(page 7 of 8)
Bridgeporters always enjoyed the fact that the “old man,” as Richard J. Daley was known, was just one of them. For years Rich Daley was viewed with that same kind of easy fondness—yet he always had the privilege and the burden of being the son-of-the-father; to Bridgeport, anyway, he was the heir apparent. Like his father before him, Rich maintained a kind of simplicity, even after he became mayor. He and Maggie could be spotted on Saturdays at the local Dominick’s doing their grocery shopping or strolling down Halsted. In the summer, Rich would be out in his front yard, “in loud Bermuda shorts,” one observer recalls, mowing the grass.
But things may have begun to sour for Daley and Bridgeport around 1983, when he lost the mayoral primary to Congressman Harold Washington. Bridgeport, which is largely white, has had a reputation for being hostile to blacks. Some Bridgeporters faulted Daley for splitting most of the white vote with Jan Byrne and paving the way for Chicago’s first black mayor. John Kass reported in Tribune that Daley was socked in the jaw by a disgruntled neighbor at the local hardware store in a dispute right after Washington’s election.
Some Bridgeport residents began to complain among themselves that the Daleys seemed to spend most of their time outside the community, something that the old man and Sis did not do. Maggie Daley, as Chicago’s first lady, was busy with charities and society events. The family did not socialize a great deal within the neighborhood. Their children were educated outside of Bridgeport.
Early in their marriage, Maggie became a member of the Junior League of Chicago and joined the auxiliary board of the Art Institute. One friend who has known her since Junior League days says, “She used to joke about having to live in the neighborhood—‘the neighborhood,’ as she called it. She always wanted to live by us over in the Near North and that’s always bothered her, but she didn’t complain.”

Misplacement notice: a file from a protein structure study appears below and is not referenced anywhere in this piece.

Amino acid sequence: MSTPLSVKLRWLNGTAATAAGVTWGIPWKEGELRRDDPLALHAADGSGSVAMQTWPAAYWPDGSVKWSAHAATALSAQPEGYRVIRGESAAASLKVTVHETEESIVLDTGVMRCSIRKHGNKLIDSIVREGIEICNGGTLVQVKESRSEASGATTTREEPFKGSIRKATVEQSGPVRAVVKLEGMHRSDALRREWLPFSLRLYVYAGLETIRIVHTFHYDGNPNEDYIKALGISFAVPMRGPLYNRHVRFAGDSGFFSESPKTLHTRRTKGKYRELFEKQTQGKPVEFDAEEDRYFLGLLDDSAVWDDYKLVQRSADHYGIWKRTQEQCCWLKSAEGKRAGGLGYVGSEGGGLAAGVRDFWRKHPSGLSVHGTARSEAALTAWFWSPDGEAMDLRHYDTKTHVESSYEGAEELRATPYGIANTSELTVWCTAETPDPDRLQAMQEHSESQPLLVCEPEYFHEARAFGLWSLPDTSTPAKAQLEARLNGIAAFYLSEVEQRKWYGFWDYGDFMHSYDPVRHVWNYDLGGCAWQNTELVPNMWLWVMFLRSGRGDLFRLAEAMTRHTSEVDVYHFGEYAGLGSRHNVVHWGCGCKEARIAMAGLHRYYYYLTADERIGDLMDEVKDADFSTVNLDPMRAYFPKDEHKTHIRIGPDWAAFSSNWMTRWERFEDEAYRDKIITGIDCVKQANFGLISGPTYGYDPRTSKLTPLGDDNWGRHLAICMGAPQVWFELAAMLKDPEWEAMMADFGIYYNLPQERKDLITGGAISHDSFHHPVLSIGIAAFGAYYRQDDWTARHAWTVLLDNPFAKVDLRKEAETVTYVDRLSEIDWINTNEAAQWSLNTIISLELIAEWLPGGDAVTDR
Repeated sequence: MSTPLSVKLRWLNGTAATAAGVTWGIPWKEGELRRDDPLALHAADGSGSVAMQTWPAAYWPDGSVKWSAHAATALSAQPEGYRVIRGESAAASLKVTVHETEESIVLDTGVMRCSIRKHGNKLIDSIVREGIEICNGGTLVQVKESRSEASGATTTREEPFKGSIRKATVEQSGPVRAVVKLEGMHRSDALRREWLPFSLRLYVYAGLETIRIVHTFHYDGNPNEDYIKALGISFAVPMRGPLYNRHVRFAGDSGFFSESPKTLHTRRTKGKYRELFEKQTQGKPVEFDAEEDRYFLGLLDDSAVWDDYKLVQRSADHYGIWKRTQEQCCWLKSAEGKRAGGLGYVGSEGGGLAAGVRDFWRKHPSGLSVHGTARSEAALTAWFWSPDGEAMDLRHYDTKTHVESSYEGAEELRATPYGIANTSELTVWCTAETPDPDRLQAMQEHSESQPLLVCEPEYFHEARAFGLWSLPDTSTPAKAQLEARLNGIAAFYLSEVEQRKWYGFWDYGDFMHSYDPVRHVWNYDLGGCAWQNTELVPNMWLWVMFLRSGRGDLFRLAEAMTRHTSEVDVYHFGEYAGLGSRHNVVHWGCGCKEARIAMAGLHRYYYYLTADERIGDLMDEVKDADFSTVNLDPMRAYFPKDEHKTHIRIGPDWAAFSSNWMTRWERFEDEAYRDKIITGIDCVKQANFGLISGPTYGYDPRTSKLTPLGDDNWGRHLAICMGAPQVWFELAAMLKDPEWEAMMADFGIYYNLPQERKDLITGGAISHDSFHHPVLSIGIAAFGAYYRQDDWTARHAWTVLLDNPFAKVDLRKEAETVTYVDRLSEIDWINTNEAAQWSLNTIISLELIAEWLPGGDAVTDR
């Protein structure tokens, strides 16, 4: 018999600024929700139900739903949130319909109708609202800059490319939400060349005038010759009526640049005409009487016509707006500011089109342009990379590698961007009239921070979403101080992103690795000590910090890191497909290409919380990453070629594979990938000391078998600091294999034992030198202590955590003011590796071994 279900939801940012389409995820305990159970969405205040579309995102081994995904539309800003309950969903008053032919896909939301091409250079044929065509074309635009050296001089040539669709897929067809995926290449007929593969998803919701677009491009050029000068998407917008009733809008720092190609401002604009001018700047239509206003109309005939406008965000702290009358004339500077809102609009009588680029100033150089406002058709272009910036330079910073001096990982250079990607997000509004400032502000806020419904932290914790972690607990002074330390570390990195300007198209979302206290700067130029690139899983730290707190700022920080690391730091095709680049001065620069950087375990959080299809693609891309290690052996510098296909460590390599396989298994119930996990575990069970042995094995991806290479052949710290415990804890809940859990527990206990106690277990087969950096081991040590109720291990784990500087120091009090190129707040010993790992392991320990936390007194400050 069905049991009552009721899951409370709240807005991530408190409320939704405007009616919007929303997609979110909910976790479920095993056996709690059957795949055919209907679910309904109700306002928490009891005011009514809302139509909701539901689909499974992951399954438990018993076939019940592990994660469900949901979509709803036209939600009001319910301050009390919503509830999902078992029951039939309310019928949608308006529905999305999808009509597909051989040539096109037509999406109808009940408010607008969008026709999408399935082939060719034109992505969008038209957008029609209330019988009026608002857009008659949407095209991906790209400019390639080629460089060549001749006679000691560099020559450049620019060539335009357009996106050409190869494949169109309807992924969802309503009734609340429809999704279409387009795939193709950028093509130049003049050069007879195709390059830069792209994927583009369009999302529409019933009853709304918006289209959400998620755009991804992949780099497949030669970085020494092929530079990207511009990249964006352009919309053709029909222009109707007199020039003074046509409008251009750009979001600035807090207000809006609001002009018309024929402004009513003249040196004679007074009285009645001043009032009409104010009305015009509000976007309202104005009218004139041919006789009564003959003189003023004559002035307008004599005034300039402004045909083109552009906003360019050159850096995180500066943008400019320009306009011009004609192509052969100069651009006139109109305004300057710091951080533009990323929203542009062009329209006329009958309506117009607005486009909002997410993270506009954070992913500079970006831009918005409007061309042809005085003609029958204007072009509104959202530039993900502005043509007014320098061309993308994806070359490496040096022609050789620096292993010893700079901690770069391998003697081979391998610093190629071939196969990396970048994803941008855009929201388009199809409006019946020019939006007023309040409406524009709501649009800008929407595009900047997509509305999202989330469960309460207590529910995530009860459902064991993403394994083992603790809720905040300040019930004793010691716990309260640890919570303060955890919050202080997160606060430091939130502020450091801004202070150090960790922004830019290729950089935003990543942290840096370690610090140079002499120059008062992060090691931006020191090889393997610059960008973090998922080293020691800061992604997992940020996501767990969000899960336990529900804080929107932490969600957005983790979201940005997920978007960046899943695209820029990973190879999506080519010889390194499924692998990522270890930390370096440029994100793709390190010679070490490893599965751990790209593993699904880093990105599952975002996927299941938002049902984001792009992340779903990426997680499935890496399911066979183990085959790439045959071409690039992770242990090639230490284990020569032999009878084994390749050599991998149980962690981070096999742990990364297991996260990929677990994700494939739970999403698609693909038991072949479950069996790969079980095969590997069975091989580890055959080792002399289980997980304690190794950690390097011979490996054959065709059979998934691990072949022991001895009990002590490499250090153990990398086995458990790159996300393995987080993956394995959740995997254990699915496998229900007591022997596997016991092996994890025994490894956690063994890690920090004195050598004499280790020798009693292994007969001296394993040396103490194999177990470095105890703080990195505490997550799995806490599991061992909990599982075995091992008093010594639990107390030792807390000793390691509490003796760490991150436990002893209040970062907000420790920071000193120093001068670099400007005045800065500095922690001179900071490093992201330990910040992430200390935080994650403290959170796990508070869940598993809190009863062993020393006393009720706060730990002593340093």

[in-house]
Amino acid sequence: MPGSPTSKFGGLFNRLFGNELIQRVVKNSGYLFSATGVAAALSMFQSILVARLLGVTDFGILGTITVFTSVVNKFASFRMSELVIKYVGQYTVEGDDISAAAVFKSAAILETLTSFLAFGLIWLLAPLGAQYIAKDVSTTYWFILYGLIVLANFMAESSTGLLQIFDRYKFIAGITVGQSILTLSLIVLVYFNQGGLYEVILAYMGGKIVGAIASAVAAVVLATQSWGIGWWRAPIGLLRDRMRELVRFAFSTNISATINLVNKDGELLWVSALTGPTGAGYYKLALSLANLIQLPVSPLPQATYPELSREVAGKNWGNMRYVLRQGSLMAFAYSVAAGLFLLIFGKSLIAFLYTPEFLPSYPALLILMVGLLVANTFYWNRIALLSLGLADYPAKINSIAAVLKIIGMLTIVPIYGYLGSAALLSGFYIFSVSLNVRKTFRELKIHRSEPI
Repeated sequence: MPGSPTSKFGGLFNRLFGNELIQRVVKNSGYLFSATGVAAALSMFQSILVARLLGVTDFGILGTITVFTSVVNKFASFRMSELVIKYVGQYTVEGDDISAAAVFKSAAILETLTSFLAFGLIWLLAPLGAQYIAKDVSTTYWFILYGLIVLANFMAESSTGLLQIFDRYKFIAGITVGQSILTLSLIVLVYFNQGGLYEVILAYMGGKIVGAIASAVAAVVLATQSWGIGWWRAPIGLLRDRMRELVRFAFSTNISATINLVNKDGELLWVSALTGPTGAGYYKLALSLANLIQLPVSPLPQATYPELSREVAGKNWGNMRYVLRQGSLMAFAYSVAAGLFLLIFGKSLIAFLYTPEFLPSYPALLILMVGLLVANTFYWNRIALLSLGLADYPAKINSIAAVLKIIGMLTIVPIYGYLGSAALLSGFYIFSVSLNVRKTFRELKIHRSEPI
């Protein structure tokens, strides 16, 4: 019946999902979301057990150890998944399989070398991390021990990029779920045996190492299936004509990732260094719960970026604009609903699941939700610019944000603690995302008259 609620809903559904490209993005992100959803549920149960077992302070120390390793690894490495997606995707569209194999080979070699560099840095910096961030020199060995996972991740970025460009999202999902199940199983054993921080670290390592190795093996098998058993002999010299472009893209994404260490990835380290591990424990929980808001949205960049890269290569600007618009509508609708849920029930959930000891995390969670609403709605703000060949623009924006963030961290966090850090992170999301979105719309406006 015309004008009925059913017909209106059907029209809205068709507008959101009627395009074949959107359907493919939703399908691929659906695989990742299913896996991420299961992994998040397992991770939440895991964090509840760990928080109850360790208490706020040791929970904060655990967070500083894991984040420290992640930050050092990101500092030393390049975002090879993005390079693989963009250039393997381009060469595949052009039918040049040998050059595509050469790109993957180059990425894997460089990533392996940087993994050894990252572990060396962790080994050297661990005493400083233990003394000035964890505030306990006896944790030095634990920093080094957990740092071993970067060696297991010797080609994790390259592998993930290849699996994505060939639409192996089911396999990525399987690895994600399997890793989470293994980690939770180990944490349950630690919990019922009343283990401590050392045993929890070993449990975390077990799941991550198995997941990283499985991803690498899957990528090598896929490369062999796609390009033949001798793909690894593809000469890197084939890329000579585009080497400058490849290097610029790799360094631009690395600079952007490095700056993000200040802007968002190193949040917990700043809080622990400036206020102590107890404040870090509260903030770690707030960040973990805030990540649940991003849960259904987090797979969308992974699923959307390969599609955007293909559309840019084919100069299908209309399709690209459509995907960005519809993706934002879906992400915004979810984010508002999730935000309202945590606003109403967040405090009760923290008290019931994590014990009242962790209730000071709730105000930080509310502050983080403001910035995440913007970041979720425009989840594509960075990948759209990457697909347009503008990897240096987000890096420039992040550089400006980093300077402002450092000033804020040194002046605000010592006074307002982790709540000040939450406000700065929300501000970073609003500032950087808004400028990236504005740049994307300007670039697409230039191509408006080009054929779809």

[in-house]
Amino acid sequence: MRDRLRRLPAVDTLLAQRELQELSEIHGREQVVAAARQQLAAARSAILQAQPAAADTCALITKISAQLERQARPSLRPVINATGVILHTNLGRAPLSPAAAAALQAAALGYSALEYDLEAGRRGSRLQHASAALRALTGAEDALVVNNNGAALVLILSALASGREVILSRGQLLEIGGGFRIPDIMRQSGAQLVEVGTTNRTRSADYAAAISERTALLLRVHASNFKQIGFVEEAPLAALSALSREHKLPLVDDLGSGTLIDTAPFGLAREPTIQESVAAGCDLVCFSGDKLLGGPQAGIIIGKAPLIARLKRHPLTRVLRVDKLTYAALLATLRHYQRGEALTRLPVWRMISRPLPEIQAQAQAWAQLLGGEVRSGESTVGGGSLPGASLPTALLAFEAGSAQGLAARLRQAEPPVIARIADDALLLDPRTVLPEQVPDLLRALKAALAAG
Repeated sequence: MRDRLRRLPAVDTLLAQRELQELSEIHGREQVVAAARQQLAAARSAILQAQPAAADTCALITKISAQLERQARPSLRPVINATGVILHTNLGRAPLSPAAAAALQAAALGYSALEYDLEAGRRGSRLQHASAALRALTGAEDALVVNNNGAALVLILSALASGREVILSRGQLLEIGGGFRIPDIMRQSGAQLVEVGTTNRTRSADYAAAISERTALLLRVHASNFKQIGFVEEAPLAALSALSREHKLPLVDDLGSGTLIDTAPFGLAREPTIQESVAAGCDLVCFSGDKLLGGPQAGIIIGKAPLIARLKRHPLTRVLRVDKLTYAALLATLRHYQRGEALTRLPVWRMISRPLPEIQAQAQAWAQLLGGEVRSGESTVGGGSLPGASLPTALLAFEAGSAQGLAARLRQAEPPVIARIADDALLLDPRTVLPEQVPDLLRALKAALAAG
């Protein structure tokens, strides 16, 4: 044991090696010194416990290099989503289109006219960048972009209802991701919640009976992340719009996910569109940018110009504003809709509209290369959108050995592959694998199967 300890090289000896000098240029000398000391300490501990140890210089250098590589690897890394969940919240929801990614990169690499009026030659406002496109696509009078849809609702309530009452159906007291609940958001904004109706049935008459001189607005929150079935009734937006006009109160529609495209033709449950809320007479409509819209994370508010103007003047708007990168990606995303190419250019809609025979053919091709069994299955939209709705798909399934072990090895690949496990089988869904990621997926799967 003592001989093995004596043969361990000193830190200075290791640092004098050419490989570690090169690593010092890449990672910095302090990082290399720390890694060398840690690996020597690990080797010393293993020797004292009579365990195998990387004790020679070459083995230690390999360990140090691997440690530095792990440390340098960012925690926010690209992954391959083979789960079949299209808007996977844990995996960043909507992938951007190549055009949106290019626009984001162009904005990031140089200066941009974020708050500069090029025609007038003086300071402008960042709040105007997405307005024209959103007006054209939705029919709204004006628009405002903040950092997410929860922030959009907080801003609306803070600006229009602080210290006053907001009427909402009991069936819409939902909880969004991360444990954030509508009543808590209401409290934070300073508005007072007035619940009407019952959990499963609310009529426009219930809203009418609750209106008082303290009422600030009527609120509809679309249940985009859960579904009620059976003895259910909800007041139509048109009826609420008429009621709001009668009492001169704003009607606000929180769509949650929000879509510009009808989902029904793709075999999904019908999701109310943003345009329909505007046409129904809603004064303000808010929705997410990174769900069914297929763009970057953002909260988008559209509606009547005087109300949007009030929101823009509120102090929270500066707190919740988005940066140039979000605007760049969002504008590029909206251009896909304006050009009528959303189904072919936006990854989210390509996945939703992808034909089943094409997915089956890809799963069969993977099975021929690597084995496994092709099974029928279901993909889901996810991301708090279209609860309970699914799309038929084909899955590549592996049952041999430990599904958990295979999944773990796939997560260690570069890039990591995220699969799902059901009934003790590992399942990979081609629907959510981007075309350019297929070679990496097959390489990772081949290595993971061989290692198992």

The family moved from Nativity of Our Lord, the local parish church, to Old St. Patrick’s, on West Adams. Under its current pastor, Father Jack Wall, it has become popular with the professional set. Maggie is said to have led the defection, going to Old St. Patrick’s on her own in the beginning; the mayor followed later. “She was basically looking for good liturgy,” Mary Kay Latz, the sister of Father Jack Wall, told the Sun-Times.
But if Maggie and Rich had an urge to leave Bridgeport, that should hardly come as a surprise. It turns out Richard J. Daley was the only mayor from Bridgeport to actually stay in Bridgeport. Ed Kelly (mayor from 1933 to 1947) decamped to a mansion in Kenwood. By the time of his election, Martin Kennelly (1947-55) had settled into the Edgewater Beach Apartments, about two miles below the Evanston line. Mike Bilandic (1977-79) hightailed it off to Lake Shore Drive with his wife, socialite Heather Morgan, soon after he was out of office and after his mother, who lived in Bridgeport, had died.
By some accounts, even Richard J. Daley planned to leave Bridgeport after his election in 1955. The story goes that Daley had bought property in upper-middle-class Sauganash, but stayed in Bridgeport allies told him he’d be seen as turning up his nose at his old neighborhood.